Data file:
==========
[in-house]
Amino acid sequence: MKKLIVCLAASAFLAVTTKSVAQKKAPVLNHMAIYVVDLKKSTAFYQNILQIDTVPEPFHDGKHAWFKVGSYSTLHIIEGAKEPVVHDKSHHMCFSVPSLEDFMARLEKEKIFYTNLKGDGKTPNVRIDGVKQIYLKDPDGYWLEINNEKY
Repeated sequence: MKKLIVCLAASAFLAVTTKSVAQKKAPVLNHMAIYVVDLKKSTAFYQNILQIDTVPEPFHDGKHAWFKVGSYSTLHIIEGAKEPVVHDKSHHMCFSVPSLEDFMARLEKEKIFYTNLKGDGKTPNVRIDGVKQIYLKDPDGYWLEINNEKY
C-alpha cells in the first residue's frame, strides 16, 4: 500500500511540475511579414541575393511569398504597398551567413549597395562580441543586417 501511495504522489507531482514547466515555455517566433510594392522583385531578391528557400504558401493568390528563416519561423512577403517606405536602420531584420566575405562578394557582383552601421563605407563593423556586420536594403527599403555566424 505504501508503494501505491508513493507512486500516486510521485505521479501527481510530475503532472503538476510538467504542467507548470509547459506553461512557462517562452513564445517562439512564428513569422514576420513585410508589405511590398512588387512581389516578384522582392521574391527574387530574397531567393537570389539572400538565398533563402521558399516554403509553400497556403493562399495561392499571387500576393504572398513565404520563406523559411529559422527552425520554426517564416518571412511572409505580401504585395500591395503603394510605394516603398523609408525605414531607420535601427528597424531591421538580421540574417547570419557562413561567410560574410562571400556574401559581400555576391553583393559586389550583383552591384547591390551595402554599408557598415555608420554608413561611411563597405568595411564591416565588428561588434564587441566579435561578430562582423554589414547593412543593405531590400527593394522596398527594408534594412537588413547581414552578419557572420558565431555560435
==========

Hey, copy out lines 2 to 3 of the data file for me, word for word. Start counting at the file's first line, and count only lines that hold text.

Amino acid sequence: MKKLIVCLAASAFLAVTTKSVAQKKAPVLNHMAIYVVDLKKSTAFYQNILQIDTVPEPFHDGKHAWFKVGSYSTLHIIEGAKEPVVHDKSHHMCFSVPSLEDFMARLEKEKIFYTNLKGDGKTPNVRIDGVKQIYLKDPDGYWLEINNEKY
Repeated sequence: MKKLIVCLAASAFLAVTTKSVAQKKAPVLNHMAIYVVDLKKSTAFYQNILQIDTVPEPFHDGKHAWFKVGSYSTLHIIEGAKEPVVHDKSHHMCFSVPSLEDFMARLEKEKIFYTNLKGDGKTPNVRIDGVKQIYLKDPDGYWLEINNEKY